Membership of the 109th Congress: A Profile
Publication Date: November 2006
Publisher(s): Library of Congress. Congressional Research Service
This report presents a profile of the membership of the 109th Congress. Statistical information is included on selected characteristics of Members. This includes data on party affiliation; average age and length of service; occupation; religious affiliation; female and minority Members; foreign-born Members; and military service.
Currently, in the House of Representatives, there are 232 Republicans (including the Resident Commissioner), 205 Democrats (including four Delegates), and one Independent, who is aligned with the Democrats. The Senate has 55 Republicans, 44 Democrats, and one Independent, who is aligned with the Democrats.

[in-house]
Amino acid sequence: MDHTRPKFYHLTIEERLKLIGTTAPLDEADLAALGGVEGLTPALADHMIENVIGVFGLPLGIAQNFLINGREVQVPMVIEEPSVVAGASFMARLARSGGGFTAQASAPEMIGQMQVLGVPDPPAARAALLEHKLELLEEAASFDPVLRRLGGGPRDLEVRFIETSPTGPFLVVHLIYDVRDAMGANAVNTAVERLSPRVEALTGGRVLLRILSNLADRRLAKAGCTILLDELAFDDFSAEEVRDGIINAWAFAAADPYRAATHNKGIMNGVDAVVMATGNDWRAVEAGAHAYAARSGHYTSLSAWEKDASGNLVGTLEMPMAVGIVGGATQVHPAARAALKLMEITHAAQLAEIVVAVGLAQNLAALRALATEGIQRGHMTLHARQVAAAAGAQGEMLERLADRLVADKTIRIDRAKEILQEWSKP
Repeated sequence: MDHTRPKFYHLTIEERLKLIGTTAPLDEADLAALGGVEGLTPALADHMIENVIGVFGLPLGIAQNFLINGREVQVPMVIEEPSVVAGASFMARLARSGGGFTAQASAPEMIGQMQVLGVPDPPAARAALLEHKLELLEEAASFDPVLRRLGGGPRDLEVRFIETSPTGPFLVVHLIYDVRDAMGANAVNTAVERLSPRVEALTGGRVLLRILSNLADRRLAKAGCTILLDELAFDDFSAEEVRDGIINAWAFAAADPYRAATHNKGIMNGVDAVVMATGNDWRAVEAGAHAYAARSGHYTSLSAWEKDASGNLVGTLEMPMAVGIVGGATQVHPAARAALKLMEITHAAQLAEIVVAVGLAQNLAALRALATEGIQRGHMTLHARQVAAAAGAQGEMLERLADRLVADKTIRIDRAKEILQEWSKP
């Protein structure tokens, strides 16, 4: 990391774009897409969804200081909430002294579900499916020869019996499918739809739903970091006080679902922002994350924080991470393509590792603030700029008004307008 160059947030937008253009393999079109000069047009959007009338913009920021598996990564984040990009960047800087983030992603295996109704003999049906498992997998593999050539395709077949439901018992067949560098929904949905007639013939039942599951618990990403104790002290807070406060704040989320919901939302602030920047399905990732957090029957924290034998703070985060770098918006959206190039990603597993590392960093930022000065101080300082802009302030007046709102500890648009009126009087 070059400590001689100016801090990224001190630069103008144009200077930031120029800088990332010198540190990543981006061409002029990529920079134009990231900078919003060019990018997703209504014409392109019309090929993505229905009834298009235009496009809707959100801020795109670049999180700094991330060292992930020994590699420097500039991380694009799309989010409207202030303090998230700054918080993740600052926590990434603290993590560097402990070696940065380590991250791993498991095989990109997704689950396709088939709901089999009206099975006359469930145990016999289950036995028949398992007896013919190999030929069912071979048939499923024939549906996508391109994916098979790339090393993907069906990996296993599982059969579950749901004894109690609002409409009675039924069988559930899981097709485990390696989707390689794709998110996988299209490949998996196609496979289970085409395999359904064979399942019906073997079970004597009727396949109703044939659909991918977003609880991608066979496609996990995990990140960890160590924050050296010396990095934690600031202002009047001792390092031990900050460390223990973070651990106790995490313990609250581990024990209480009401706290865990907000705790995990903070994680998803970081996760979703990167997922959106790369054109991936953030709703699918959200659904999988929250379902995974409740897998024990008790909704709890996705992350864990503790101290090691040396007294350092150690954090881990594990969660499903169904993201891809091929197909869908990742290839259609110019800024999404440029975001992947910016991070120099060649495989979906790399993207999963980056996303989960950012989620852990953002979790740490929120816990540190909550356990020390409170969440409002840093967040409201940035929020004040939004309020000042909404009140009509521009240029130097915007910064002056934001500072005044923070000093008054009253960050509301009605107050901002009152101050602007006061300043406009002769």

The average age of Members of both houses is 56 years; of Representatives, 55 years; and of Senators, 60 years. The overwhelming majority of Members has a college education. The dominant profession of Members continues to be law, followed by public service/politics and business.
Protestants collectively constitute the majority religious affiliation of Members. Roman Catholics account for the largest single religious denomination, and numerous other affiliations are represented.
The average length of service in the House is about 9.3 years (slightly over 4.5 terms); in the Senate, 12.1 years (two terms).
A record number of 84 women serve in the 109th Congress: 70 in the House, 14 in the Senate. An unprecedented number of black Members (43) are also serving. There are 42 black Members in the House, including two Delegates, and one in the Senate. In addition, there is a record 29 Hispanic Members serving; 26 in the House, including the Resident Commissioner, and three in the Senate. Eight Members (five Representatives, one Delegate, and two Senators) are Asian, Indian American (Asian), or Native Hawaiian/other Pacific Islander. There is one American Indian (Native American), who serves in the House.
This report will be revised at the commencement of the 110th Congress or when significant changes occur in the 109th Congress.